Archive for the ‘News’ Category

Tea and Trains

To mark the end of our 70th Anniversary season on Sunday 7th July the Altos decided to take us for a ride ………. a train ride on the Tanfield Railway – the oldest railway in the world. Thanks to the calm efficiency of the organisers we were treated to exclusive use of both the Directors’ Carriage (for those taking tea) and the Balcony Carriage (great for the youngsters who could see straight into the back of the locomotive). Once aboard from East Tanfield we could travel the whole of the line and could take advantage of the other stations to explore Causey Arch or stretch your legs on the many pathways (and some did!).

The highlight was the sumptuous High Tea taken in the Directors’ Carriage which was so extensive that there was not enough railway to complete it all and most came away with a bag of goodies to eat later. It was all of a very high standard,  beautifully served by friendly volunteers, although the tea cups did rattle a bit on bends.

Everyone at the Tanfield Railway were very welcoming and deserve praise for what they have achieved in maintaining part of our heritage, whilst giving us all a very enjoyable outing.

Thanks again to everyone who has contributed to the events marking this special 70th season.

What a year it has been!

On Saturday 22nd June, Bishopwearmouth Choral Society completed the performances in its 70th Anniversary Season with a concert of 20th Century American Classics. As well as marking continuous performances in Sunderland over many years, the evening was special in many ways.

To add to the evening the Society were joined by their President, Anne-Marie Owens, and the Bishopwearmouth Young Singers who all contributed to the performance. The audience included both the Mayor, Councillor David Snowdon, and the Deputy Mayor, Councillor Harry Trueman, with their consorts. Instead of the usual orchestral accompaniment there were two pianos and percussion but this also allowed David Murray, the Musical Director, and Eileen Bown, the Society’s accompanist, to both take part in an even more involved way than usual – all combining to make for a particularly memorable event.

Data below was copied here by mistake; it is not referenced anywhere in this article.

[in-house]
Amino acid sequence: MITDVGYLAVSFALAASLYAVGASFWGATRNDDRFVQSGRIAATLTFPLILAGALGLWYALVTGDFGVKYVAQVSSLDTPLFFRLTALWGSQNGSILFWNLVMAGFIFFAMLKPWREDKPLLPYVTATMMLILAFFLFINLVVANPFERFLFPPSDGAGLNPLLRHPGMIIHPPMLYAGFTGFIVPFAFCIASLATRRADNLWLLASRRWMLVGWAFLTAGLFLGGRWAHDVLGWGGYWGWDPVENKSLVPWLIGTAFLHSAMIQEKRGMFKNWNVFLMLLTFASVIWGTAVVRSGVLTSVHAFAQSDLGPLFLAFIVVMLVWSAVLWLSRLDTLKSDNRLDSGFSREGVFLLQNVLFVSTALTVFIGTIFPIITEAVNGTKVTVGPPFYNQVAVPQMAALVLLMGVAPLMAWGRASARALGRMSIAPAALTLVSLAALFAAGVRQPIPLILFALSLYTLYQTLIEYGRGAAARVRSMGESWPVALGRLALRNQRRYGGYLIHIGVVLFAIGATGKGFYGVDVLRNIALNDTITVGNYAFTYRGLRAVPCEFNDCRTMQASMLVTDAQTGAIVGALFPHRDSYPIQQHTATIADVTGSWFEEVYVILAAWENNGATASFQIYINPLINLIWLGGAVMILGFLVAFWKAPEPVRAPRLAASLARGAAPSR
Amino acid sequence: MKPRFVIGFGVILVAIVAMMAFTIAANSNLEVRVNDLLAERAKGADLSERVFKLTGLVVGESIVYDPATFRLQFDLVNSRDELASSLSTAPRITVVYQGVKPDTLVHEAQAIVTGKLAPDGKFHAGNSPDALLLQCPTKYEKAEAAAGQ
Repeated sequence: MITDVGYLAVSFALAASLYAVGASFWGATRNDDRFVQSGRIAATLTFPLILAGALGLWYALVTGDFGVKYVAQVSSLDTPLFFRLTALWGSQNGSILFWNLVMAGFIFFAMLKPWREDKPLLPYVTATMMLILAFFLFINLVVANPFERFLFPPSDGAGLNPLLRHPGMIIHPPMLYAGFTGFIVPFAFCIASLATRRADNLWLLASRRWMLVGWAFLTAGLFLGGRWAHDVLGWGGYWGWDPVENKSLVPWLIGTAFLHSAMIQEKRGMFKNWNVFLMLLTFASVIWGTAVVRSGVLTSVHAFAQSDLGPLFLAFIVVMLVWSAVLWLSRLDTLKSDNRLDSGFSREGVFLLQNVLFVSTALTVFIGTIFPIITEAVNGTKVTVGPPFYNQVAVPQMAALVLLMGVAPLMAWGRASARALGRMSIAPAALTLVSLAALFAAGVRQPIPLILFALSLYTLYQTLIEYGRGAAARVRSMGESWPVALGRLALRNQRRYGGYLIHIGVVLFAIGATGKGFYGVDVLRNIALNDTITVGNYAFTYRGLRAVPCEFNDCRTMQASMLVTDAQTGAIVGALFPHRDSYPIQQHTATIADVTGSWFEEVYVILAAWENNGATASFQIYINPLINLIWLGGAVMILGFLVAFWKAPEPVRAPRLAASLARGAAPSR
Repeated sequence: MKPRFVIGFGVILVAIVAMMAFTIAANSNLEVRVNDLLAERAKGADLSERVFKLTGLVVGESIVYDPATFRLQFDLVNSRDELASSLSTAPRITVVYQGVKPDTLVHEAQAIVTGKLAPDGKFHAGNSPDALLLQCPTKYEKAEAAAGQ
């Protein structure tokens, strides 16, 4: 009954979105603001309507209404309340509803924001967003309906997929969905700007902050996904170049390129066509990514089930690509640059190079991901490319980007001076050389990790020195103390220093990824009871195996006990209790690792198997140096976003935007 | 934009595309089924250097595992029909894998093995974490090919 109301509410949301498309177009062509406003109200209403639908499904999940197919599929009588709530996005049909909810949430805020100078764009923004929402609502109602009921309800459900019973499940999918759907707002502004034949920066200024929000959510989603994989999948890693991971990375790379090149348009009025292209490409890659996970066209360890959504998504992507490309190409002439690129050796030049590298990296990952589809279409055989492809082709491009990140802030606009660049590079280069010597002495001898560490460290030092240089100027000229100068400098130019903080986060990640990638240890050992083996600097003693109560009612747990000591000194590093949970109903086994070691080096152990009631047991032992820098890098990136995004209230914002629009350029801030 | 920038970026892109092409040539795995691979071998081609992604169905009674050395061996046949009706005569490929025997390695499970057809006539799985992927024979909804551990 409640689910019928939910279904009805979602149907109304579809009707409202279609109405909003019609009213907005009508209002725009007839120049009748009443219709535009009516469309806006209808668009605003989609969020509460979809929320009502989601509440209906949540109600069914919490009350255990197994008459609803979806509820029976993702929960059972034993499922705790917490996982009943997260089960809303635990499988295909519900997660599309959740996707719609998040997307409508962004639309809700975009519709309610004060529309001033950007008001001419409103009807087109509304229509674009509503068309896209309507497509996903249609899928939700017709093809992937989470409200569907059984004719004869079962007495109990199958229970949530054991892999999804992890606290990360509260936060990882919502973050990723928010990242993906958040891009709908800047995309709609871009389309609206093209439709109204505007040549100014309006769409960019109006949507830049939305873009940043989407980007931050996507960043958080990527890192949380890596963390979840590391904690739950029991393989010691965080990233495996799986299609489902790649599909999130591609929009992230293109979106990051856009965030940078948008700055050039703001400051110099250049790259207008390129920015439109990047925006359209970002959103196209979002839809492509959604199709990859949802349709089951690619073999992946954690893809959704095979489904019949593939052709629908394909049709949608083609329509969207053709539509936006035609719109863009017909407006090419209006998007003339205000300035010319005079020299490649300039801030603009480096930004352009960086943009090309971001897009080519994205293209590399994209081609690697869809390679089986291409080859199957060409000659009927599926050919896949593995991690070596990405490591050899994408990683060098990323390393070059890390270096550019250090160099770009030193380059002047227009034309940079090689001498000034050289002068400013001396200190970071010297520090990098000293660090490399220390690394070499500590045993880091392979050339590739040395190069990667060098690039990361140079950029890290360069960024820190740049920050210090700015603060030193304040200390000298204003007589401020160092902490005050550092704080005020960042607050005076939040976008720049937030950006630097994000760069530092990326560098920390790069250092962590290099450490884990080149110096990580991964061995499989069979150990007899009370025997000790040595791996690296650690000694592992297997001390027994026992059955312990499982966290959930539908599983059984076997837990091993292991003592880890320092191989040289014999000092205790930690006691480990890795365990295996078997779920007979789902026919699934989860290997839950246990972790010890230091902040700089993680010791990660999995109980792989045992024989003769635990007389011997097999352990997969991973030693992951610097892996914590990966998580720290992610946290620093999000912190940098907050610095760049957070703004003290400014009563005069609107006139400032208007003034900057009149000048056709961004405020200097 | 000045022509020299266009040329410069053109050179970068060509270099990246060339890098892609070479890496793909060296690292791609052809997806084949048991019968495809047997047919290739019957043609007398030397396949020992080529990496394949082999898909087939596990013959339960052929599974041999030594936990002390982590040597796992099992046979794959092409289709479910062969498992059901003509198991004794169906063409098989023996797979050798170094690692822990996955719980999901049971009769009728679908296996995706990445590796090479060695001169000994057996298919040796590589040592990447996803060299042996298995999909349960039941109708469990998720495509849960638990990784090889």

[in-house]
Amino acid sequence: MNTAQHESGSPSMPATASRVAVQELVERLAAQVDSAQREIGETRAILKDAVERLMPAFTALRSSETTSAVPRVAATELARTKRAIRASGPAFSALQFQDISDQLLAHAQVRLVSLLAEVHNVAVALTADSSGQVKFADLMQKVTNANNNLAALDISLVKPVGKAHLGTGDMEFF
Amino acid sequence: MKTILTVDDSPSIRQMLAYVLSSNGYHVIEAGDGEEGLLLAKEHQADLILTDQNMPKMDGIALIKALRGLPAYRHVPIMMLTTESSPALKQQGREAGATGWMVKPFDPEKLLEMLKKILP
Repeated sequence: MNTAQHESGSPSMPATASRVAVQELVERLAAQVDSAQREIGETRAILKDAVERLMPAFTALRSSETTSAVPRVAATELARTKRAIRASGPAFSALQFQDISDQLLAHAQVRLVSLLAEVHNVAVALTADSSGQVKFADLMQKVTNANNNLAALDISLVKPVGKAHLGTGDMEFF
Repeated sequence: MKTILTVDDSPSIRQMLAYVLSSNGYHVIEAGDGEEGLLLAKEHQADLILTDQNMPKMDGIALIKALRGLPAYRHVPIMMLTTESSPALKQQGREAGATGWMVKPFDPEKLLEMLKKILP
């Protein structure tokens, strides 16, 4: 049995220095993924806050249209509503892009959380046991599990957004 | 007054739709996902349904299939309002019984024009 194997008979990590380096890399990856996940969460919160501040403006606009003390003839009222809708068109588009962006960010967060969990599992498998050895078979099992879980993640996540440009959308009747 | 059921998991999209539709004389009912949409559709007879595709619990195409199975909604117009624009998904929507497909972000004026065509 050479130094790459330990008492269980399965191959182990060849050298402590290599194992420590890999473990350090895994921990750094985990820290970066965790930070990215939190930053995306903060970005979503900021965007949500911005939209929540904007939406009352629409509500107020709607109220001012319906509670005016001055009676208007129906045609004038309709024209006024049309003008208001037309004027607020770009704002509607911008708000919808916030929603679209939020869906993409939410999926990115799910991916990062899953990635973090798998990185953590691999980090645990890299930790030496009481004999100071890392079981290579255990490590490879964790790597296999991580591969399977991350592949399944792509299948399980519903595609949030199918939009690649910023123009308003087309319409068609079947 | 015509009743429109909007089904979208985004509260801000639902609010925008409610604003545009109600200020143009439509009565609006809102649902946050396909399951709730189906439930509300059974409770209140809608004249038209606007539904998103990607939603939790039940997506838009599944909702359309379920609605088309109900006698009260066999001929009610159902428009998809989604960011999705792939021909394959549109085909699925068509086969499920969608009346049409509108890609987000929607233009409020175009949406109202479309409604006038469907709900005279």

Our thanks to Colin Greener for allowing us to share the following crit, which was prepared for submission for publication to the Sunderland Echo :

A Celebration of American Classics
Bishopwearmouth Choral Society treated an audience in Sunderland Minster on Saturday 22nd June to the sonorities of the American Musical Classics at their very best. This concert marked the end of a very special season for Bishopwearmouth Choral Society, which saw them celebrating the 70th anniversary of the formation of the Society and was dedicated primarily to the works of Aaron Copland and Leonard Bernstein.

Conducting and accompanying the concert was acclaimed pianist, David Murray. The concert began with two settings of Old American Songs by Copland, entitled Ching-a-Ring Chaw and Stomp your foot. Ching a ring Chaw finds its roots in Minstrelsy, and Copland made a point of rewriting the lyrics to efface any of the song’s minstrel baggage. He said ‘ I did not want to take any chance of it being construed as racist’. It was very energetic and fast and there were many tongue twisters in the text, deftly managed by the choristers. The second piece, Stomp your Foot, is described as a square dance. The effects of this were soon felt: I had to suppress the urge to dance myself. Looking around, I could see that I was not the only one in this predicament.

Anne Marie Owens, who is President of the Society, sang three songs from the great American Musical. Dressed in a splendid navy blue dress for the occasion, she delivered Summertime (Gershwin), Can’t Help Lovin’ that man (Kern), and Broadway Baby (Sondheim) with superb artistry. This much loved singer, who hails from South Shields, has had a glittering operatic career and it was a real privilege to hear her sing these songs from the shows with a mixture of real beauty and deep emotion in the first two numbers, followed by a huge brassy finish in Broadway Baby.